Spatially explicit downscaling of future land use change from GLOBIOM model in the case study region of Heihe River Basin

Xinxin Zhang of the Beijing Forestry University, China, discusses her YSSP project in which she integrated a dynamic recursive cross-entropy-based probabilistic downscaling model with IIASA's GLOBIOM model to downscale global or regional scale land use change assessments to the local level.

X. Zhang

X. Zhang

Introduction

Land use and land cover changes have become a major driver of global and local environmental changes. They particularly affect water consumption and quality, which is  of great concern to international, national, and local policymakers. International and national policymaking will continue to influence land use and to have implication for local land users. Identification of future land use changes can help planners cope with the uncertainty associated with planning for future landscape development. Over the last decades, a range of models of land use changes have been developed to meet land management needs. But many models focus on specific land use changes at global and regional scale, which is insufficient to establish a link with local case studies. Hence, deriving detailed spatio-temporal estimates at the required resolutions at local scale remains a challenge. The Heihe River Basin, a typical inland river basin located in the arid regions of Northwest China, was selected as the basis for studying a downscaling model to project future land use changes from global/regional level to local level at fine resolution.

Methods

We applied an integrated methodology combining the GLOBIOM model with a dynamic recursive cross-entropy-based probabilistic downscaling model to derive spatially detailed projections of land use changes from 2000 to 2050 in the Heihe river basin at 1x1 km resolution, consistent  with aggregate land demand projections generated by GLOBIOM. The SSP 2 and SSP 3 scenarios were selected to study the future land use changes. The simulated land use in 2000 was then compared with the observed land use in 2000 to validate the downscaling model by Kappa statistic. The results of downscaling will be used by the GEPIC/SWAT model to project future water use and to analyze water security in the case study region.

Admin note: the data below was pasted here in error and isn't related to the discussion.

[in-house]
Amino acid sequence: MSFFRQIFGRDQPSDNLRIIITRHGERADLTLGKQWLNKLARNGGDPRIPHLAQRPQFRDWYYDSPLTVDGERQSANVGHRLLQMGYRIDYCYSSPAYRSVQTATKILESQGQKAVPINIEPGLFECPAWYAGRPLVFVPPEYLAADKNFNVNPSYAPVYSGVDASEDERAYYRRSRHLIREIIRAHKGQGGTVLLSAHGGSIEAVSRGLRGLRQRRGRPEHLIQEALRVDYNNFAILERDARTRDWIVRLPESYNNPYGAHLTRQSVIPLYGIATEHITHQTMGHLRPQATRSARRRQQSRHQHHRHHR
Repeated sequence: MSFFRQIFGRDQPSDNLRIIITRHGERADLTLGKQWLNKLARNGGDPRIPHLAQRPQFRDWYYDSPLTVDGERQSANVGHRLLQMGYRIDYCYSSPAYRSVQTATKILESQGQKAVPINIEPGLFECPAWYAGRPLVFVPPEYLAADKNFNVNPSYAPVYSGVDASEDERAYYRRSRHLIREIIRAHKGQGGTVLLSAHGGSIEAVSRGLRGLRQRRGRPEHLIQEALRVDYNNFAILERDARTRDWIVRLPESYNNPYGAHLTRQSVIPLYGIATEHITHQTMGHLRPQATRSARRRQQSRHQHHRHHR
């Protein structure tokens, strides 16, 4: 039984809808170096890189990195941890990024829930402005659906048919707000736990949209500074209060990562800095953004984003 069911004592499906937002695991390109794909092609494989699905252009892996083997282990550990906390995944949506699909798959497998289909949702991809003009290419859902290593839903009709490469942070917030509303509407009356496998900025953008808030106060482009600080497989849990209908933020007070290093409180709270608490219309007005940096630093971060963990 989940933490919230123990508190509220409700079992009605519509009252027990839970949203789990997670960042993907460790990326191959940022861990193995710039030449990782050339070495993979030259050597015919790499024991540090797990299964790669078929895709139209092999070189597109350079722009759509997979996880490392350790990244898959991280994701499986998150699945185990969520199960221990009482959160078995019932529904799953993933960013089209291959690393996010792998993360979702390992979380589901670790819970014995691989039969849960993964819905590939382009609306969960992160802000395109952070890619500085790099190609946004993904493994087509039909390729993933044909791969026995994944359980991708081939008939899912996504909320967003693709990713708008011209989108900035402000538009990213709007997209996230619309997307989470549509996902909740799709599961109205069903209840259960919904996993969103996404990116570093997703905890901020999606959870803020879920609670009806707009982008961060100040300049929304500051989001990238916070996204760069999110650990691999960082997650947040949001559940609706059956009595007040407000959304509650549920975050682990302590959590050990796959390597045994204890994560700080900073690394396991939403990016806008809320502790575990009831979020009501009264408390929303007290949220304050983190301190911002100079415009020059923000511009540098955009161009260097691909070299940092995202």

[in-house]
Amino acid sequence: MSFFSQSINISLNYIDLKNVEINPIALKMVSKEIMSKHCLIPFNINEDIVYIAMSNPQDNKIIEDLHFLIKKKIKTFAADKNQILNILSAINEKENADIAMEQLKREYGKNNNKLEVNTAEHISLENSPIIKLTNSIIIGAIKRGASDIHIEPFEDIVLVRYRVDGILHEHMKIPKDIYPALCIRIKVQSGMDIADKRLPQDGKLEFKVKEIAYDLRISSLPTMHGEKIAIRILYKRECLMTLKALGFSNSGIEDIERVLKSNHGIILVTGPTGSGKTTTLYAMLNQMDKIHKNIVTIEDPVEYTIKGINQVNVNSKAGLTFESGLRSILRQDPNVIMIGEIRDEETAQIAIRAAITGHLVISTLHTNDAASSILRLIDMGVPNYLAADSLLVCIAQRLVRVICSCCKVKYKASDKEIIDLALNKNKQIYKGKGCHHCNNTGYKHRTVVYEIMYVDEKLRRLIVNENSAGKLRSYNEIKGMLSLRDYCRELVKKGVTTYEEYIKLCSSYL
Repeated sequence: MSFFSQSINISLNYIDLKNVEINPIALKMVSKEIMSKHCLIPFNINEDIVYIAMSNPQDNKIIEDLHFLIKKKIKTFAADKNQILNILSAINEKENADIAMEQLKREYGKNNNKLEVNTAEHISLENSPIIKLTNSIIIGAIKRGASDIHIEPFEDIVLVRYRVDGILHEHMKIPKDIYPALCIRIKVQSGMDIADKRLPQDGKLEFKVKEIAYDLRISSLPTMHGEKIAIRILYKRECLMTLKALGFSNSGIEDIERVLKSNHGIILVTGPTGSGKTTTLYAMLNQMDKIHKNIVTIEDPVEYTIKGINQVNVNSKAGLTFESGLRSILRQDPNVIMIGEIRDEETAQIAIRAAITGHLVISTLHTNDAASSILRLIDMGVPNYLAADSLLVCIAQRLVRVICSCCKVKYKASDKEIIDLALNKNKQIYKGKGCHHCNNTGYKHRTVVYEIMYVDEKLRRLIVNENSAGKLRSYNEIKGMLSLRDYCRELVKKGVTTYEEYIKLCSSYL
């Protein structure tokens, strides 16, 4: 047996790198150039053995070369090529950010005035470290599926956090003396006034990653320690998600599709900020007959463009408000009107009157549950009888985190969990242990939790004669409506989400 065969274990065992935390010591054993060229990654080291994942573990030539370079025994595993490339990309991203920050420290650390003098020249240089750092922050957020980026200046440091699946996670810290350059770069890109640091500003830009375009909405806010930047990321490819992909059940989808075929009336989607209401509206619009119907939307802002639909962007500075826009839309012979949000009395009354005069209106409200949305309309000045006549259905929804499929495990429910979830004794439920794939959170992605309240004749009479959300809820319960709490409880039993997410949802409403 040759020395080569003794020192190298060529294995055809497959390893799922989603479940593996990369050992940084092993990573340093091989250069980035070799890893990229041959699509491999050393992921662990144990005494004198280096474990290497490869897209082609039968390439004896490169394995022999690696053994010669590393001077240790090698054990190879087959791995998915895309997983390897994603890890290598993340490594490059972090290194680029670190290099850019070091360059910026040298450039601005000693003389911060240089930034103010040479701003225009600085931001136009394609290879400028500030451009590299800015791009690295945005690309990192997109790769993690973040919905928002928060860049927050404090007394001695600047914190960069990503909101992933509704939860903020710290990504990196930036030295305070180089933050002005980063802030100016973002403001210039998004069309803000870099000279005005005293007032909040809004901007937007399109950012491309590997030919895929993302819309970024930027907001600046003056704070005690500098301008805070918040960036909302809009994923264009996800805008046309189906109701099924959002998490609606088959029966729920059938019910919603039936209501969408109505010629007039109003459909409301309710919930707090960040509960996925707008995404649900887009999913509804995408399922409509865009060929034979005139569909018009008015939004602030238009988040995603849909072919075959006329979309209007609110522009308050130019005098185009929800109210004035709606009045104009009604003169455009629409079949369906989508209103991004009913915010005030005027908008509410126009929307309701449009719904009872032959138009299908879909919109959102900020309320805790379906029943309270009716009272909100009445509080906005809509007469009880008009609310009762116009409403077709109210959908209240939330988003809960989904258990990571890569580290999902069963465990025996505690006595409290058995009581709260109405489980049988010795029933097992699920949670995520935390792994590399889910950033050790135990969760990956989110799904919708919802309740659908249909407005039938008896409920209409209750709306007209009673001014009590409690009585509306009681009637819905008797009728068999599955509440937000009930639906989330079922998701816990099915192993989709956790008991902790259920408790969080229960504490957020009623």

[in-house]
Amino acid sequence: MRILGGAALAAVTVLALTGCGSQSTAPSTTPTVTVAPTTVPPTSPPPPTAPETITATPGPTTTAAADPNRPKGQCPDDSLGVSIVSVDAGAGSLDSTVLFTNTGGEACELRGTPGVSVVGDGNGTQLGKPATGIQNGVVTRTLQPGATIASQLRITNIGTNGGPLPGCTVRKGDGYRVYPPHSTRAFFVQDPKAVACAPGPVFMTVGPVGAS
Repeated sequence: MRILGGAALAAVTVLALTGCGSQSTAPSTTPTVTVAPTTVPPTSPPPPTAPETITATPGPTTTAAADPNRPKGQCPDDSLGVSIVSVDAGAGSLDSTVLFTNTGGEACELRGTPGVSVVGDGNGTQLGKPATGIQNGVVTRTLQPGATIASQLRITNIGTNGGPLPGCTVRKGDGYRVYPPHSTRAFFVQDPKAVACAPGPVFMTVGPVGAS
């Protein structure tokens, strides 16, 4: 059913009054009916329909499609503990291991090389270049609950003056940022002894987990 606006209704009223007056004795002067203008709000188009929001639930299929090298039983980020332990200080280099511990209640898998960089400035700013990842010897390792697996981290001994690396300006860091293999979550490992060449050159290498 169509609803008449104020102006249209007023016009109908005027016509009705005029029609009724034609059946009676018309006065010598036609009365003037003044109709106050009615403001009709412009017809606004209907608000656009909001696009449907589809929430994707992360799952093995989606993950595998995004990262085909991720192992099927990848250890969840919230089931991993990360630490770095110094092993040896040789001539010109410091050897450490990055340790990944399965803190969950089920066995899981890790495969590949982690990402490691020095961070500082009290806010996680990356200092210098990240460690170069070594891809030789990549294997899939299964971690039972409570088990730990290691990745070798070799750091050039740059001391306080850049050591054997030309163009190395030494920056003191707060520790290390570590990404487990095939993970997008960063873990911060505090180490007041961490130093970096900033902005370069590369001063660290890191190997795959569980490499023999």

Results

Different dynamic land uses changes in the Heihe river basin (including cropland, grassland, forest, planted forest, deserts, wetlands, permanent ice and snow) from 2000 to 2050 with a time step of 10 years under different SSP scenarios were derived using the downscaling model at 1 km resolution.

Conclusion

This dynamic recursive cross-entropy-based probabilistic downscaling model integrated with the GLOBIOM model allows downscaling of global or regional scale land use change assessments to the local level. The model provides strategic planners with the tools required to envisage the outcome of global and national trends and assess the implications of alternative decisions and planning strategies at fine spatial scales for the analysis of local sustainable land use and water management strategies.

Note

Xinxin Zhang is a citizen of China. She was funded by IIASA's National Member Organization for China and worked in the Ecosystems Services and Management (ESM) Program during the YSSP.

Please note these Proceedings have received limited or no review from supervisors and IIASA program directors, and the views and results expressed therein do not necessarily represent IIASA, its National Member Organizations, or other organizations supporting the work.


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Last edited: 19 August 2015

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